Quick Links

This Caps Stanley Cup tattoo has everyone's beat

caps_tat6.jpeg
Twitter/@PeachOmania

This Caps Stanley Cup tattoo has everyone's beat

Since the Washington Capitals won the Stanley Cup for the first time over one month ago, Caps fans, (and players), have rushed to their local tattoo parlor to get some ink commemorating the win.

We've seen the classic Capitals logo with the Stanley Cup, but nothing that comes close to the masterpiece that is Shane Peacher's tattoo.

Peacher tweeted to Joe B and Courtney Laughlin the finished tat: a work of art featuring Alex Ovechkin kissing the Stanley Cup for the first time as it's hoisted over his head.

Joe B replied making sure Shane had enough room on his other tricep for next year.

Shane replied that he's thinking of Evgeny Kuznetsov's iconic celebration that has since been dubbed the "birdman."

Shane got his Caps tattoo at the Helix Tattoo Lodge in Rising Sun, Maryland, by tattoo artist, Justin Holcombe.

MORE CAPITALS NEWS:

Quick Links

Key Caps questions: Will John Carlson repeat his career year after signing long-term?

Key Caps questions: Will John Carlson repeat his career year after signing long-term?

The dog days of summer are officially here, but it's never too hot to talk some hockey.

Capitals Insider Tarik El-Bashir and Capitals correspondent JJ Regan are here to help you through the offseason doldrums. They will discuss key questions facing the Caps for the upcoming season as Washington prepares to defend its title for the first time in franchise history.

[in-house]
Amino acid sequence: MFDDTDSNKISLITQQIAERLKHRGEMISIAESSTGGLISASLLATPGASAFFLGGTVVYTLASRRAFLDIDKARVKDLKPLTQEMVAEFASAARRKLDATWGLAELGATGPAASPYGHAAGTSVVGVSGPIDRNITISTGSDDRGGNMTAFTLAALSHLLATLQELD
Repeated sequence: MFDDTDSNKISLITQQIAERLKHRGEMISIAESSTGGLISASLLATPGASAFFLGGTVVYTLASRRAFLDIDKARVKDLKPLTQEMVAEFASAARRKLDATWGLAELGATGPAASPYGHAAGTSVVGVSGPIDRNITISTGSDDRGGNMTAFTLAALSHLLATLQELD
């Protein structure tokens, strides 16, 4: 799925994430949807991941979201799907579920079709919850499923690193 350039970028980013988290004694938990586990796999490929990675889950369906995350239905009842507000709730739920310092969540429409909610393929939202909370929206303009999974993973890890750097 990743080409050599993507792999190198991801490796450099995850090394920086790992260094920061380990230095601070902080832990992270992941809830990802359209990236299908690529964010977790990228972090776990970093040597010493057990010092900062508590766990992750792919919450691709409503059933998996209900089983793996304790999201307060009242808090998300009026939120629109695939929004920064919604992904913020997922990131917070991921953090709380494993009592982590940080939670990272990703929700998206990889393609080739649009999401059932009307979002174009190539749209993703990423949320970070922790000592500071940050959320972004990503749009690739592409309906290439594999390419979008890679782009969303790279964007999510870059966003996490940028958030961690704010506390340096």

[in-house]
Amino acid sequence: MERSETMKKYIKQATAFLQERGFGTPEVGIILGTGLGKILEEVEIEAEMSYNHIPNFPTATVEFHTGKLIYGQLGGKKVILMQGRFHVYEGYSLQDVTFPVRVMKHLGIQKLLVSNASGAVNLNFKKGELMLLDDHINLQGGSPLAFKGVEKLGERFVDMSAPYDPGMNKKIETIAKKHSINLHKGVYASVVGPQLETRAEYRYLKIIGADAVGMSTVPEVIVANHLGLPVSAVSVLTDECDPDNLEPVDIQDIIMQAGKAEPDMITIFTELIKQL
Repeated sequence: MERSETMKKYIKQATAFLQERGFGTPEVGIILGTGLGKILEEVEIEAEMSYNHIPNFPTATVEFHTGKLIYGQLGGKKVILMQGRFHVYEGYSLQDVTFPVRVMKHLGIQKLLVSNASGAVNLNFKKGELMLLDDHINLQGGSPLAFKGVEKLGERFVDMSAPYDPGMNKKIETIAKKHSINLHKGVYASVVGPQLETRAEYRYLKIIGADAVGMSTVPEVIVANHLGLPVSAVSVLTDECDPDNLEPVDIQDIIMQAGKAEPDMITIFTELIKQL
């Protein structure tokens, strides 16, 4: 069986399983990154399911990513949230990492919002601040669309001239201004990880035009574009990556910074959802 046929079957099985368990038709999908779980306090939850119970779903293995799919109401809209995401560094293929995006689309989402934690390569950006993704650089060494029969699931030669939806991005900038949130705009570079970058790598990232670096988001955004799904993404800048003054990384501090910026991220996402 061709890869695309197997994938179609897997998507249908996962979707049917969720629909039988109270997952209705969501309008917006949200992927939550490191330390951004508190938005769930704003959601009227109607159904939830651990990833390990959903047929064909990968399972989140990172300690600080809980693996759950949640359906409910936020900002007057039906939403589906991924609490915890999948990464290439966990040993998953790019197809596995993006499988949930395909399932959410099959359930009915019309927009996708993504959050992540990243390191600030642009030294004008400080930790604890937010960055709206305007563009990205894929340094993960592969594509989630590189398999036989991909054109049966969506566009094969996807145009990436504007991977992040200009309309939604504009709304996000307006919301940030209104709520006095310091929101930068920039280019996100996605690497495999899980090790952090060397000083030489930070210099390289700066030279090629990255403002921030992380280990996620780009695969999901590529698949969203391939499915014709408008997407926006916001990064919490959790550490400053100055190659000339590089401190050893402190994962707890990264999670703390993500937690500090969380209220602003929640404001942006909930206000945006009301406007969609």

Today's question: Will John Carlson repeat his career year after signing a long-term contract?

Tarik: When a player has a career year and it coincides with the final year of his contract, the reaction from some fans and media is often a sarcastic, ‘Well, of course he did.’

And I’m sure there are some folks who wonder about Carlson’s breakout season and whether there was a connection between the uptick in his production and the potential of an enormous payday.

Indeed, the 28-year-old established highs in goals (15), assists (53), points (68) and ice time (24:47). He was outstanding in the postseason, too, amassing five goals and 15 assists while playing solidly in his own end to help lead the Caps to their first championship.

The financial reward came a couple of weeks later when he signed an eight-year, $64 million contract to remain in Washington.

Which brings us to today’s question.

It’s obviously impossible to say for sure what’s going to happen, but it wouldn’t surprise me if he had another big season. Why? A few reasons:

  • As good as he was, last year wasn’t a total outlier, either. Carlson racked up 55 points (12 goals, 43 assists) in 2014-15, which was tied for fifth best among blue liners that year.
  • He was at his best last season skating with trade deadline addition Michal Kempny. Kempny, of course, also re-upped, agreeing to a four-year extension. So, in theory, Carlson should be able to pick up where he left off.
  • Carlson has credited Todd Reirden with helping him take his game to new heights. Well, Reirden is now the guy in charge of the whole operation. How could that not help?
  • A major reason Carlson puts up so many points is his role on the power play. And that unit, which really hit its stride in the postseason (29.3-percent), returns all five skaters.
  • Carlson has also been pretty durable, which is critical to being productive. In fact, last season he skated in all of the Caps’ games for the sixth time in eight full-time seasons.